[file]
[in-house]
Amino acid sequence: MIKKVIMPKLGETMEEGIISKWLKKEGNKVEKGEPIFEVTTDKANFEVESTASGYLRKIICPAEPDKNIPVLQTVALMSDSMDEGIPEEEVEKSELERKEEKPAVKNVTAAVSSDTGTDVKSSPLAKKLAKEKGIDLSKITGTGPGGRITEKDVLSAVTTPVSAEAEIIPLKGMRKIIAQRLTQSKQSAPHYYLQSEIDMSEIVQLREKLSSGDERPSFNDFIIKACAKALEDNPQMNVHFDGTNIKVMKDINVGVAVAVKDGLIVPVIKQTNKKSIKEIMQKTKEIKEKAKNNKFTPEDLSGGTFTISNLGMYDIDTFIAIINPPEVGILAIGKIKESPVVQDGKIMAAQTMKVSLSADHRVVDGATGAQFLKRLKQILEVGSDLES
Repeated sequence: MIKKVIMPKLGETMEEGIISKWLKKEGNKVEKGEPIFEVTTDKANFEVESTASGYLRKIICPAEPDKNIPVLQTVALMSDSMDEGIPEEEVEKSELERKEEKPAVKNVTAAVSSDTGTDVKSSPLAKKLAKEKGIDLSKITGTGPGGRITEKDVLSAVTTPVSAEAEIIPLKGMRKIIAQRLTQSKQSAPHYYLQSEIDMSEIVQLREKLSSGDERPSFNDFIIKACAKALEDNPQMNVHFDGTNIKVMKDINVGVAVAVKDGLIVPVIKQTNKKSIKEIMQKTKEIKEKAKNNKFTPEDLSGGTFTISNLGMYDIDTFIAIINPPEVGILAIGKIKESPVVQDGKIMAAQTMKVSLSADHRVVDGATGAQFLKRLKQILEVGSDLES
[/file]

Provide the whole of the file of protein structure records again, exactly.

[in-house]
Amino acid sequence: MIKKVIMPKLGETMEEGIISKWLKKEGNKVEKGEPIFEVTTDKANFEVESTASGYLRKIICPAEPDKNIPVLQTVALMSDSMDEGIPEEEVEKSELERKEEKPAVKNVTAAVSSDTGTDVKSSPLAKKLAKEKGIDLSKITGTGPGGRITEKDVLSAVTTPVSAEAEIIPLKGMRKIIAQRLTQSKQSAPHYYLQSEIDMSEIVQLREKLSSGDERPSFNDFIIKACAKALEDNPQMNVHFDGTNIKVMKDINVGVAVAVKDGLIVPVIKQTNKKSIKEIMQKTKEIKEKAKNNKFTPEDLSGGTFTISNLGMYDIDTFIAIINPPEVGILAIGKIKESPVVQDGKIMAAQTMKVSLSADHRVVDGATGAQFLKRLKQILEVGSDLES
Repeated sequence: MIKKVIMPKLGETMEEGIISKWLKKEGNKVEKGEPIFEVTTDKANFEVESTASGYLRKIICPAEPDKNIPVLQTVALMSDSMDEGIPEEEVEKSELERKEEKPAVKNVTAAVSSDTGTDVKSSPLAKKLAKEKGIDLSKITGTGPGGRITEKDVLSAVTTPVSAEAEIIPLKGMRKIIAQRLTQSKQSAPHYYLQSEIDMSEIVQLREKLSSGDERPSFNDFIIKACAKALEDNPQMNVHFDGTNIKVMKDINVGVAVAVKDGLIVPVIKQTNKKSIKEIMQKTKEIKEKAKNNKFTPEDLSGGTFTISNLGMYDIDTFIAIINPPEVGILAIGKIKESPVVQDGKIMAAQTMKVSLSADHRVVDGATGAQFLKRLKQILEVGSDLES